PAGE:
Clemens team to attack House role in perjury case

WASHINGTON Tue Jul 12, 2011 5:44pm EDT

Former Major League Baseball pitcher Roger Clemens arrives for the first day of his perjury trial, at the federal courthouse in Washington, July 6, 2011. REUTERS/Jonathan Ernst

Former Major League Baseball pitcher Roger Clemens arrives for the first day of his perjury trial, at the federal courthouse in Washington, July 6, 2011.

Credit: Reuters/Jonathan Ernst

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WASHINGTON (Reuters) - Lawyers for Roger Clemens, on trial on charges he lied to Congress, plan to argue that U.S. lawmakers overreached when they called the former pitching ace to testify about steroids in Major League Baseball.

A day before opening arguments, prosecutors and defense lawyers squabbled on Tuesday over whether Congress had the authority to probe the use of performance-enhancing drugs and to interview Clemens and his accuser, former trainer Brian McNamee.

Prosecutors will try to prove that Clemens took steroids and human growth hormones and then lied to Congress and obstructed its investigation into drug use in baseball.

Clemens has denied taking the drugs or lying about it.

Hearings by the House of Representatives Oversight and Government Reform Committee in February 2008 followed an independent report released by Major League Baseball in which McNamee and others accused Clemens of using both substances from 1998 to 2001.

One of Clemens' lawyers said the hearing with Clemens and McNamee testifying was beyond Congress' purview because there was no pending, future or past legislation being discussed.

"We will be able to prove that that ship had sailed. ... Now it became a question of Mr. Clemens versus Mr. McNamee," said the pitcher's lawyer Michael Attanasio.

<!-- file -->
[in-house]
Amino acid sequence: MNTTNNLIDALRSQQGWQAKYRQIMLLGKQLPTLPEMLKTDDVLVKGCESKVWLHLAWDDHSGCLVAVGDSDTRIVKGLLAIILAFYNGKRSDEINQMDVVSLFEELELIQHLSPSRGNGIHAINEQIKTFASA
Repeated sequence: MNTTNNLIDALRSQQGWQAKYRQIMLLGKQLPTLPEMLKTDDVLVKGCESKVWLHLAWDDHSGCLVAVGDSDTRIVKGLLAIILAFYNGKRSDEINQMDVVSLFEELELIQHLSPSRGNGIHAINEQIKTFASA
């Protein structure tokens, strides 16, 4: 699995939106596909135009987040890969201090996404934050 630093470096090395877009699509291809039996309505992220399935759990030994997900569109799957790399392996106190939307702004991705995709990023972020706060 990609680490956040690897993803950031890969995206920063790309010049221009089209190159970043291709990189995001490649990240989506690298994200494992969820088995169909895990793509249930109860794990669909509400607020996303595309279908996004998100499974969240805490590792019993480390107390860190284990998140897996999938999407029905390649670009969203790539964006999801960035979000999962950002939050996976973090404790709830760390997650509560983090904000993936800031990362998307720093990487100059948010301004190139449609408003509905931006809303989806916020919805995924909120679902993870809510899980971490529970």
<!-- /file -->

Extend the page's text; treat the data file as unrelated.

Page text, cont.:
McNamee is expected to be prosecutors' star witness and testify about injecting the pitcher with steroids and human growth hormones repeatedly. Clemens' legal team has tried to paint McNamee as a serial liar.

Clemens' lawyers plan to call as their first witnesses the former House parliamentarian and a former House staff member.

Prosecutors countered that the investigation by the House panel was appropriate.

"It does much broader things than just legislation, it does oversight of many things," said prosecutor Daniel Butler.

Judge Reggie Walton, too, cast doubt on such a defense, saying that "It seems to me that Congress would have the authority to try to assess which view is correct."

However, Walton deferred any decision on whether to permit the defense or to limit questioning of witnesses about it.

JUDGE WARNS CLEMENS TEAM

The judge, prosecutors and defense lawyers finalized a jury on Tuesday to hear the case after spending four days interviewing potential candidates. They selected 10 women and 2 men, plus four alternates, two men and two women.

Separately, Walton cautioned Clemens' lawyers over allegations that members of his family had disparaged possible witnesses on blogs and via the social media site Twitter.

The New York Daily News reported on postings about the case, which included criticism of McNamee.

"I raise this because it's been brought to my attention that members of Mr. Clemens' family are disseminating information on the Internet ... disparaging certain people who are going to testify in this case," Walton said.

Clemens' lead attorney, Rusty Hardin, said he was not aware of any remarks by the pitcher's family.

"I have not seen it," Hardin said, adding that none of the relatives were expected to be involved in the trial. "It has been extremely difficult for Mr. Clemens and his family to put up with some of the stuff that's been put out by bloggers and others."

Walton has issued a gag order in the case but that does not extend to anyone who is not a possible witness, defendant or lawyer. In April he admonished Clemens and McNamee to adhere to it after giving interviews.

"I would assume and hope that nobody associated with this case has played a role in that information being disseminated," said Walton.

(Editing by Philip Barbara)

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